Simplicissimus


Also found in: Wikipedia.

Simplicissimus

 

(Most Guileless), a German illustrated weekly journal, founded in 1896.

Simplicissimus’ approach was keenly satirical; the journal denounced imperial Germany and its aggressive foreign policy. Simplicissimus printed lampoons by F. Wedekind and works by H. Mann, K. Tucholsky, H. Hesse, A. Zweig, and A. Schnitzler. Another effective weapon utilized by the journal was its political caricatures, which were later frequently reprinted in Die Rote Fahne, the organ of the Communist Party of Germany.

Early in World War I (1914-18) Simplicissimus took a defensive position and advocated peace among classes. In 1942 the journal was closed down for printing a caricature of Hitler. An attempt to revive Simplicissimus in the Federal Republic of Germany did not succeed.

REFERENCES

Istoriia nemetskoi literatury, vol. 4. Moscow, 1968. Pages 307, 312, 313, 447,460.
Jegorov, O. “Die satirische Zeitschrift ‘Simplicissimus’: 1896-1914.” Junge Kunst, Berlin, 1960, no. 11.

Simplicissimus

from callowness to audacity on 17th-century battlefields. [Ger. Lit.: Simplicissimus]
References in periodicals archive ?
The German magazine Simplicissimus in its 70-year existence saw cartoonists jailed and fined for ridiculing figures from Kaiser Wilhelm to church leaders, Nazi grandees and communists.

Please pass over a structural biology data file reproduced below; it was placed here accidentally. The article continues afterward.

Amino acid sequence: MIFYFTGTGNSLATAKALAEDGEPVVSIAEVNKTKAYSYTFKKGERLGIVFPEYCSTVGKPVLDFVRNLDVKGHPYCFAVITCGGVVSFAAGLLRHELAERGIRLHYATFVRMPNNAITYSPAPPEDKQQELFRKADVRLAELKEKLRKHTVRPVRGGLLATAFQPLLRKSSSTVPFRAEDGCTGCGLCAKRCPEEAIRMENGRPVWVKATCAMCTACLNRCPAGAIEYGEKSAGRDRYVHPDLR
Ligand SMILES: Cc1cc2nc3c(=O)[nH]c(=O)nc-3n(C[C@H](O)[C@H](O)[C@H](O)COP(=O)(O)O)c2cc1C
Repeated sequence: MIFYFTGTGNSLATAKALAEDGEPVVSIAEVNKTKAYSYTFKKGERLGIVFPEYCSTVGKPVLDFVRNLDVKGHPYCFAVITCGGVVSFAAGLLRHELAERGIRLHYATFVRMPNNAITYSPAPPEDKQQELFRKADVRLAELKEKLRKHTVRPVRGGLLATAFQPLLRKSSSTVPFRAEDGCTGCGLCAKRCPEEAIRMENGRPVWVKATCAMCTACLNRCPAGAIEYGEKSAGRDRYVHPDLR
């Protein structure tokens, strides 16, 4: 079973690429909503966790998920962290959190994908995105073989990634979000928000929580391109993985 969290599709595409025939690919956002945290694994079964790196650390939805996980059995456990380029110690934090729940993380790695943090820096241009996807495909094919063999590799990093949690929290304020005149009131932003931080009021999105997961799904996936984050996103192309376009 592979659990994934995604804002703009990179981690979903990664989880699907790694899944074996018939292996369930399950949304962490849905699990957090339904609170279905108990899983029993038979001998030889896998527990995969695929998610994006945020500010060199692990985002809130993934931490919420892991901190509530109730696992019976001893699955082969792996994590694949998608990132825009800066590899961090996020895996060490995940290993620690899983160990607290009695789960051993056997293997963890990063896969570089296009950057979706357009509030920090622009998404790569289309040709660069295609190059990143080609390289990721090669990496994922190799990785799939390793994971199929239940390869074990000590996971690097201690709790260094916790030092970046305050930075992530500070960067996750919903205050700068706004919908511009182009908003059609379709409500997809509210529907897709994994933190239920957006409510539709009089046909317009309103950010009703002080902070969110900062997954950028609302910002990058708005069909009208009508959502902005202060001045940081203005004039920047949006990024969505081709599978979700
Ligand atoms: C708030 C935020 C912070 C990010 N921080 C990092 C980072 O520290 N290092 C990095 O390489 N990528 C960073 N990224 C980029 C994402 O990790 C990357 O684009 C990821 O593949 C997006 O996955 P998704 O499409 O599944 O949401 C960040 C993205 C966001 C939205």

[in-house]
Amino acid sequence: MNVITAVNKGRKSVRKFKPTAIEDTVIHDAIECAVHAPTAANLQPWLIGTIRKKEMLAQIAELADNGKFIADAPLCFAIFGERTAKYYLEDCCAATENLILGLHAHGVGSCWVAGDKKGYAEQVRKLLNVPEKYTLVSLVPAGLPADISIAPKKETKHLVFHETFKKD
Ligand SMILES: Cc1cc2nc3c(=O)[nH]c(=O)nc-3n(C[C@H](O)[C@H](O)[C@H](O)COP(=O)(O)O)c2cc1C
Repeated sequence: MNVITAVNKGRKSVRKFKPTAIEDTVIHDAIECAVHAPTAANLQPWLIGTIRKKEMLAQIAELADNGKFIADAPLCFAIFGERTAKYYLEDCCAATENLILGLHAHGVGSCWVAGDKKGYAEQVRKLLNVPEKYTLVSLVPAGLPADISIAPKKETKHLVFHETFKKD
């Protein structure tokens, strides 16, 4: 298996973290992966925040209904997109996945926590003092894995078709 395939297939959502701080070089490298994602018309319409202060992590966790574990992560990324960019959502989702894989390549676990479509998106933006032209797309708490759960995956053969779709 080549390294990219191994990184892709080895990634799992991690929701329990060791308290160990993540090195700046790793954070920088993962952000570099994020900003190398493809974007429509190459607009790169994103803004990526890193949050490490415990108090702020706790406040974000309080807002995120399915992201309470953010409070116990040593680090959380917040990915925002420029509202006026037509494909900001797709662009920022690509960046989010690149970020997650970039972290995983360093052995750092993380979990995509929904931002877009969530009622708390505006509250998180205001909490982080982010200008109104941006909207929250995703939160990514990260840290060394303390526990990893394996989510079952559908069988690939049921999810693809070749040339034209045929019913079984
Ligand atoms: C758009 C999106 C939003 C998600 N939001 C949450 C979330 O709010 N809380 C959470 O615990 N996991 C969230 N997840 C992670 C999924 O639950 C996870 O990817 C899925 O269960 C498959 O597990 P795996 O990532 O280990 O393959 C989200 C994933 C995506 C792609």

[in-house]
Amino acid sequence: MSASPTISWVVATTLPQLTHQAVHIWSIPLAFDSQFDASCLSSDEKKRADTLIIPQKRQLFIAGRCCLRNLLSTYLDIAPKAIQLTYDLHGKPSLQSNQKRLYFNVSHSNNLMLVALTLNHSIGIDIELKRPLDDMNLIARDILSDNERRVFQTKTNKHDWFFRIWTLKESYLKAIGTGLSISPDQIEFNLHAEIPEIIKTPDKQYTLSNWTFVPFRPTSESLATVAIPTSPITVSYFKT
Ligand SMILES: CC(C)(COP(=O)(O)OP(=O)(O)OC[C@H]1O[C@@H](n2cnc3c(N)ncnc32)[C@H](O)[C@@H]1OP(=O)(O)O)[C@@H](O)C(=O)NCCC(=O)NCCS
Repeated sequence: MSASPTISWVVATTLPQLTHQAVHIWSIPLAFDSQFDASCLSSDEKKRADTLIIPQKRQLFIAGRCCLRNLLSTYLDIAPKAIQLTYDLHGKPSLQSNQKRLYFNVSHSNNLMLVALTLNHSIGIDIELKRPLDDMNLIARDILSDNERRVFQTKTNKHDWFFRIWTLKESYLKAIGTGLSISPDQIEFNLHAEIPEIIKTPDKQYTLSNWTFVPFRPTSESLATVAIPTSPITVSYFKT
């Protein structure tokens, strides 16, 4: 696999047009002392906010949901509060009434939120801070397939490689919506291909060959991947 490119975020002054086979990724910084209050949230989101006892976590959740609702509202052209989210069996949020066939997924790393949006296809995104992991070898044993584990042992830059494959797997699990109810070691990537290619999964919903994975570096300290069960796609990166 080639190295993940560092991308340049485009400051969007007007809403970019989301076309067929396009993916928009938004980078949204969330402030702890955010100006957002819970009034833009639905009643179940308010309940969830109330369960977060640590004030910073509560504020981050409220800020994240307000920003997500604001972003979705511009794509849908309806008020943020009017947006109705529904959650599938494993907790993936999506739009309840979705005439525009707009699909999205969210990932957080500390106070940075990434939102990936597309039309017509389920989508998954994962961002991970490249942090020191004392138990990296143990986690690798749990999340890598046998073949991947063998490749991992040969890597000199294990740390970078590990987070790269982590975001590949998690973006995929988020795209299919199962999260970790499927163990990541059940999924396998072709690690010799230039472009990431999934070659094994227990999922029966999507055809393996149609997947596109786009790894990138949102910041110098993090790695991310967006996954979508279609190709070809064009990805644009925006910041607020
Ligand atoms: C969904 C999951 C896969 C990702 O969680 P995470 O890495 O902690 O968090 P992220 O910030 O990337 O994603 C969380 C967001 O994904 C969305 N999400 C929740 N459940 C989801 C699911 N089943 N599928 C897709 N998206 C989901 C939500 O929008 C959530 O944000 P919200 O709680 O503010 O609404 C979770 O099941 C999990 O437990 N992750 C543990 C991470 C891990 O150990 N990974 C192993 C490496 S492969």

Monas was coined by Danish naturist Otto Friedrich Muller in 1773 to describe a genus of "infusoria" characterized as "vermis inconspicuous, simplicissimus, pellucidus, punctiformis" ("inconspicuous worm, simple, transparent, tiny").
The first is Der abenteuerliche Simplicissimus by Hans Jakob von Christoffel Grimmelshausen and dates back to 1668.
The Adventures of Simplicius Simplicissimus by Grimmelshausen and Les horreurs de la guerre, the well-known series of engravings by Jacques Callot, have left unforgettable artistic testimonies of this "European tragedy" that claimed eight million dead--in a conservative estimate--and whose settlement in 1648 was at the origin of a modem European states-system that excluded religious war between Christian nations as a matter of principle.
And in the same month, the Semper premieres a new production of Simplicius Simplicissimus, the anti-war opera written in the 1930s by K.
Honecker's picaresque adventures are rather like those of Grimmelshausen's Simplicissimus, to whom he sometimes compares himself.
Der abenteuerliche Simplicissimus Deutsch [The Adventurous Simplicissimus German].
Centrum Terrae: Hans von Grimmelshausen, Simplicissimus, 1688
VinoWire is hosted by Simplicissimus Blog Farm and was designed by Lorenzo Giuggiolini.
But when Voss notes that Simplicius Simplicissimus "presents the horrors and terror of war" but "does not probe into its origins and refrains from offering explanations to the audience," Voss not only demarcates the distance between this opera and the Brechtian Lehstuck, but, one might assume, from the standard definition (from Piscator) of political theater as well.
THE GERMAN satirical magazine Simplicissimus (1896-1944), like its contemporaries Die Fackel in Austria and L'Assiette au beurre in France, used black humor to discuss the political and social issues of the times--in the case at hand, the differing approaches to colonialism by various European nation-states.
IN 1925, when nineteen-year-old Klaus Mann had gained fame as the author of a scandalous play, a cartoon by Theodor Heine appeared in the Munich satirical magazine Simplicissimus.